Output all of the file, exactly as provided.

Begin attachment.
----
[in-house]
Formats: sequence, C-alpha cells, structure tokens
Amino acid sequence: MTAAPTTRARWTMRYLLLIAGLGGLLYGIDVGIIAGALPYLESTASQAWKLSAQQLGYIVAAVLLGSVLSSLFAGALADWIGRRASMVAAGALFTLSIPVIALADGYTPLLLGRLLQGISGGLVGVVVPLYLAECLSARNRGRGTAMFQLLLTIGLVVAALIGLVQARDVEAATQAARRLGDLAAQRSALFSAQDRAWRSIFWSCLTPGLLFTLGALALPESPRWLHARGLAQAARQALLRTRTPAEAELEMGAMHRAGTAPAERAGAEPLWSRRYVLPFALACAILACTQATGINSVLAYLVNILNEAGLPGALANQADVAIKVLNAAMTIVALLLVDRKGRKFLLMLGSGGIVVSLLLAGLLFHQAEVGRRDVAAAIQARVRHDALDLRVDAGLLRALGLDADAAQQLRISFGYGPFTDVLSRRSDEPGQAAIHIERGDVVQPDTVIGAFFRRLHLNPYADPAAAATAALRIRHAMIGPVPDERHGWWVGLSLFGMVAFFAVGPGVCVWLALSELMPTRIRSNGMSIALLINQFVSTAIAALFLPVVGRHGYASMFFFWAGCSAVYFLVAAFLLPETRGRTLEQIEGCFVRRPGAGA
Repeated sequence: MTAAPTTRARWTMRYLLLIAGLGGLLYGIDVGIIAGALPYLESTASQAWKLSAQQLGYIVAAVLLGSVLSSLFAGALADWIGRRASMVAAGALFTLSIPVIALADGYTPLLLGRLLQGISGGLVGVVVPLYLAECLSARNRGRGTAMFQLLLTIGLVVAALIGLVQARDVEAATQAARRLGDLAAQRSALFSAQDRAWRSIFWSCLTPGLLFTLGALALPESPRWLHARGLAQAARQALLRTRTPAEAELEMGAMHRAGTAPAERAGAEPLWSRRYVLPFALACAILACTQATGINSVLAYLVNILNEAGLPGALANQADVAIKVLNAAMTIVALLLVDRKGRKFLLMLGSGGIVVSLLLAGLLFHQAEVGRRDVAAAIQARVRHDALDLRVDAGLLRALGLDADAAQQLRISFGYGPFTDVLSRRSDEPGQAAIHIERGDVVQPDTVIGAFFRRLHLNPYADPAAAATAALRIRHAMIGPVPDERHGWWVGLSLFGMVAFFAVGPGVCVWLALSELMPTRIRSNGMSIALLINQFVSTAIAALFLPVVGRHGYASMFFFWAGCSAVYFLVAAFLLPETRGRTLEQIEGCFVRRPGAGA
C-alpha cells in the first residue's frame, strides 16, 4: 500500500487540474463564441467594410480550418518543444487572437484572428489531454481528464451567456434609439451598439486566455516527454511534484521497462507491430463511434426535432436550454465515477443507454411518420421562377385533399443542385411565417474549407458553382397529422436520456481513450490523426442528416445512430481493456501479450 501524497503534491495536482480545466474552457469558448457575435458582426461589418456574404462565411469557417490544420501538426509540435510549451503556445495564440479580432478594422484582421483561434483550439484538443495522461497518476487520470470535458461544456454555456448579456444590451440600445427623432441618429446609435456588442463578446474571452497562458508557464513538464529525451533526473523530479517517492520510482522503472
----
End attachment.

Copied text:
[in-house]
Formats: sequence, C-alpha cells, structure tokens
Amino acid sequence: MTAAPTTRARWTMRYLLLIAGLGGLLYGIDVGIIAGALPYLESTASQAWKLSAQQLGYIVAAVLLGSVLSSLFAGALADWIGRRASMVAAGALFTLSIPVIALADGYTPLLLGRLLQGISGGLVGVVVPLYLAECLSARNRGRGTAMFQLLLTIGLVVAALIGLVQARDVEAATQAARRLGDLAAQRSALFSAQDRAWRSIFWSCLTPGLLFTLGALALPESPRWLHARGLAQAARQALLRTRTPAEAELEMGAMHRAGTAPAERAGAEPLWSRRYVLPFALACAILACTQATGINSVLAYLVNILNEAGLPGALANQADVAIKVLNAAMTIVALLLVDRKGRKFLLMLGSGGIVVSLLLAGLLFHQAEVGRRDVAAAIQARVRHDALDLRVDAGLLRALGLDADAAQQLRISFGYGPFTDVLSRRSDEPGQAAIHIERGDVVQPDTVIGAFFRRLHLNPYADPAAAATAALRIRHAMIGPVPDERHGWWVGLSLFGMVAFFAVGPGVCVWLALSELMPTRIRSNGMSIALLINQFVSTAIAALFLPVVGRHGYASMFFFWAGCSAVYFLVAAFLLPETRGRTLEQIEGCFVRRPGAGA
Repeated sequence: MTAAPTTRARWTMRYLLLIAGLGGLLYGIDVGIIAGALPYLESTASQAWKLSAQQLGYIVAAVLLGSVLSSLFAGALADWIGRRASMVAAGALFTLSIPVIALADGYTPLLLGRLLQGISGGLVGVVVPLYLAECLSARNRGRGTAMFQLLLTIGLVVAALIGLVQARDVEAATQAARRLGDLAAQRSALFSAQDRAWRSIFWSCLTPGLLFTLGALALPESPRWLHARGLAQAARQALLRTRTPAEAELEMGAMHRAGTAPAERAGAEPLWSRRYVLPFALACAILACTQATGINSVLAYLVNILNEAGLPGALANQADVAIKVLNAAMTIVALLLVDRKGRKFLLMLGSGGIVVSLLLAGLLFHQAEVGRRDVAAAIQARVRHDALDLRVDAGLLRALGLDADAAQQLRISFGYGPFTDVLSRRSDEPGQAAIHIERGDVVQPDTVIGAFFRRLHLNPYADPAAAATAALRIRHAMIGPVPDERHGWWVGLSLFGMVAFFAVGPGVCVWLALSELMPTRIRSNGMSIALLINQFVSTAIAALFLPVVGRHGYASMFFFWAGCSAVYFLVAAFLLPETRGRTLEQIEGCFVRRPGAGA
C-alpha cells in the first residue's frame, strides 16, 4: 500500500487540474463564441467594410480550418518543444487572437484572428489531454481528464451567456434609439451598439486566455516527454511534484521497462507491430463511434426535432436550454465515477443507454411518420421562377385533399443542385411565417474549407458553382397529422436520456481513450490523426442528416445512430481493456501479450 501524497503534491495536482480545466474552457469558448457575435458582426461589418456574404462565411469557417490544420501538426509540435510549451503556445495564440479580432478594422484582421483561434483550439484538443495522461497518476487520470470535458461544456454555456448579456444590451440600445427623432441618429446609435456588442463578446474571452497562458508557464513538464529525451533526473523530479517517492520510482522503472